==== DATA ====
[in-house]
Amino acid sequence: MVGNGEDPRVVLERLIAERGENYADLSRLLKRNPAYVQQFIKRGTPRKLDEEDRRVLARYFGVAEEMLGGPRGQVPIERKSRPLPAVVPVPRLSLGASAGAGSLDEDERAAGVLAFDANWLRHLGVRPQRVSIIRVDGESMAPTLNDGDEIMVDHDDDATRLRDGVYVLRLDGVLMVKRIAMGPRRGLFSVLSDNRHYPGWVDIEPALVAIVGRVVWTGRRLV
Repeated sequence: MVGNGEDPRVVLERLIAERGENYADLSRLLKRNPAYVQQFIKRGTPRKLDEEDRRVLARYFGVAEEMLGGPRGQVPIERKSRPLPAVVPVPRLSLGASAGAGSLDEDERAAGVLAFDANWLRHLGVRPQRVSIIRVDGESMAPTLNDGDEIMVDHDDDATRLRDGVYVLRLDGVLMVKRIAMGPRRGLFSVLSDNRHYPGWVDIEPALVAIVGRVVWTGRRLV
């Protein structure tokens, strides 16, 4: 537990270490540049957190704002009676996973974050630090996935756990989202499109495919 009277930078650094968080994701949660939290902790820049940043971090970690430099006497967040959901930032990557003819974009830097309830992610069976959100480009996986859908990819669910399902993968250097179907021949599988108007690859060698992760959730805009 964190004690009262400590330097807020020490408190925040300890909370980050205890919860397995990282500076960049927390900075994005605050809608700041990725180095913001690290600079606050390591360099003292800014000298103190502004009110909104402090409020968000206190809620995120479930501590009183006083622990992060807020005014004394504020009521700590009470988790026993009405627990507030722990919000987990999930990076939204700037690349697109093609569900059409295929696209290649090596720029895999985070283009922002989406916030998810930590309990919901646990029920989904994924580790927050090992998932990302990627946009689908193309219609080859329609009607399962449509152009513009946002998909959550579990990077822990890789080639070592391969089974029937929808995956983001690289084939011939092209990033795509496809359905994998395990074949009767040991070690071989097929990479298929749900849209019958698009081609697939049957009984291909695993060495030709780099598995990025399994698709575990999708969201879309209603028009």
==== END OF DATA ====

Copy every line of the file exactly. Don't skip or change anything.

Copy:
[in-house]
Amino acid sequence: MVGNGEDPRVVLERLIAERGENYADLSRLLKRNPAYVQQFIKRGTPRKLDEEDRRVLARYFGVAEEMLGGPRGQVPIERKSRPLPAVVPVPRLSLGASAGAGSLDEDERAAGVLAFDANWLRHLGVRPQRVSIIRVDGESMAPTLNDGDEIMVDHDDDATRLRDGVYVLRLDGVLMVKRIAMGPRRGLFSVLSDNRHYPGWVDIEPALVAIVGRVVWTGRRLV
Repeated sequence: MVGNGEDPRVVLERLIAERGENYADLSRLLKRNPAYVQQFIKRGTPRKLDEEDRRVLARYFGVAEEMLGGPRGQVPIERKSRPLPAVVPVPRLSLGASAGAGSLDEDERAAGVLAFDANWLRHLGVRPQRVSIIRVDGESMAPTLNDGDEIMVDHDDDATRLRDGVYVLRLDGVLMVKRIAMGPRRGLFSVLSDNRHYPGWVDIEPALVAIVGRVVWTGRRLV
């Protein structure tokens, strides 16, 4: 537990270490540049957190704002009676996973974050630090996935756990989202499109495919 009277930078650094968080994701949660939290902790820049940043971090970690430099006497967040959901930032990557003819974009830097309830992610069976959100480009996986859908990819669910399902993968250097179907021949599988108007690859060698992760959730805009 964190004690009262400590330097807020020490408190925040300890909370980050205890919860397995990282500076960049927390900075994005605050809608700041990725180095913001690290600079606050390591360099003292800014000298103190502004009110909104402090409020968000206190809620995120479930501590009183006083622990992060807020005014004394504020009521700590009470988790026993009405627990507030722990919000987990999930990076939204700037690349697109093609569900059409295929696209290649090596720029895999985070283009922002989406916030998810930590309990919901646990029920989904994924580790927050090992998932990302990627946009689908193309219609080859329609009607399962449509152009513009946002998909959550579990990077822990890789080639070592391969089974029937929808995956983001690289084939011939092209990033795509496809359905994998395990074949009767040991070690071989097929990479298929749900849209019958698009081609697939049957009984291909695993060495030709780099598995990025399994698709575990999708969201879309209603028009």